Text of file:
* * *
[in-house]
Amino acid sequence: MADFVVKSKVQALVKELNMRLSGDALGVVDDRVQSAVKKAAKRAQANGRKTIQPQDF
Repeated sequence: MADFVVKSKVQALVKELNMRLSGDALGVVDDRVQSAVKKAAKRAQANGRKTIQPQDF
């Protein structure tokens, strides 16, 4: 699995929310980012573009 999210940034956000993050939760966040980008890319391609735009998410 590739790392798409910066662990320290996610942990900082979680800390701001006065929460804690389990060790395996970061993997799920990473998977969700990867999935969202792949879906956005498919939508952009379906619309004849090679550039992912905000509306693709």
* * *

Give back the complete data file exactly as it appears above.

[in-house]
Amino acid sequence: MADFVVKSKVQALVKELNMRLSGDALGVVDDRVQSAVKKAAKRAQANGRKTIQPQDF
Repeated sequence: MADFVVKSKVQALVKELNMRLSGDALGVVDDRVQSAVKKAAKRAQANGRKTIQPQDF
């Protein structure tokens, strides 16, 4: 699995929310980012573009 999210940034956000993050939760966040980008890319391609735009998410 590739790392798409910066662990320290996610942990900082979680800390701001006065929460804690389990060790395996970061993997799920990473998977969700990867999935969202792949879906956005498919939508952009379906619309004849090679550039992912905000509306693709």